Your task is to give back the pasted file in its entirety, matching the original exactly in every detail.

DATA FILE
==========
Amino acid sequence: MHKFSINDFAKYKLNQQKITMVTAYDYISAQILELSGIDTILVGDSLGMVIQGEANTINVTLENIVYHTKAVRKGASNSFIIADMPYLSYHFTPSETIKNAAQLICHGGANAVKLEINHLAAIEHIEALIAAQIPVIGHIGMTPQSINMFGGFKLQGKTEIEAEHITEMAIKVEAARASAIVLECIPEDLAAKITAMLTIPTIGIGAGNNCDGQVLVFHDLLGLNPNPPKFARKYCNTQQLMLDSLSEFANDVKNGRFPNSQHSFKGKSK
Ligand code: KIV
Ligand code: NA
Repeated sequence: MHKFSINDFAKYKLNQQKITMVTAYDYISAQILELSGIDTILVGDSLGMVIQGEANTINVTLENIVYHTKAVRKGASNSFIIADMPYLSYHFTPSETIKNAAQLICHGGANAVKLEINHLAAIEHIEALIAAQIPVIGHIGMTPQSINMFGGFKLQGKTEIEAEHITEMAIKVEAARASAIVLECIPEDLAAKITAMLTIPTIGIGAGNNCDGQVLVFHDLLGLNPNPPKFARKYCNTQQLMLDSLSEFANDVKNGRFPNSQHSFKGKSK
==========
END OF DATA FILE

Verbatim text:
Amino acid sequence: MHKFSINDFAKYKLNQQKITMVTAYDYISAQILELSGIDTILVGDSLGMVIQGEANTINVTLENIVYHTKAVRKGASNSFIIADMPYLSYHFTPSETIKNAAQLICHGGANAVKLEINHLAAIEHIEALIAAQIPVIGHIGMTPQSINMFGGFKLQGKTEIEAEHITEMAIKVEAARASAIVLECIPEDLAAKITAMLTIPTIGIGAGNNCDGQVLVFHDLLGLNPNPPKFARKYCNTQQLMLDSLSEFANDVKNGRFPNSQHSFKGKSK
Ligand code: KIV
Ligand code: NA
Repeated sequence: MHKFSINDFAKYKLNQQKITMVTAYDYISAQILELSGIDTILVGDSLGMVIQGEANTINVTLENIVYHTKAVRKGASNSFIIADMPYLSYHFTPSETIKNAAQLICHGGANAVKLEINHLAAIEHIEALIAAQIPVIGHIGMTPQSINMFGGFKLQGKTEIEAEHITEMAIKVEAARASAIVLECIPEDLAAKITAMLTIPTIGIGAGNNCDGQVLVFHDLLGLNPNPPKFARKYCNTQQLMLDSLSEFANDVKNGRFPNSQHSFKGKSK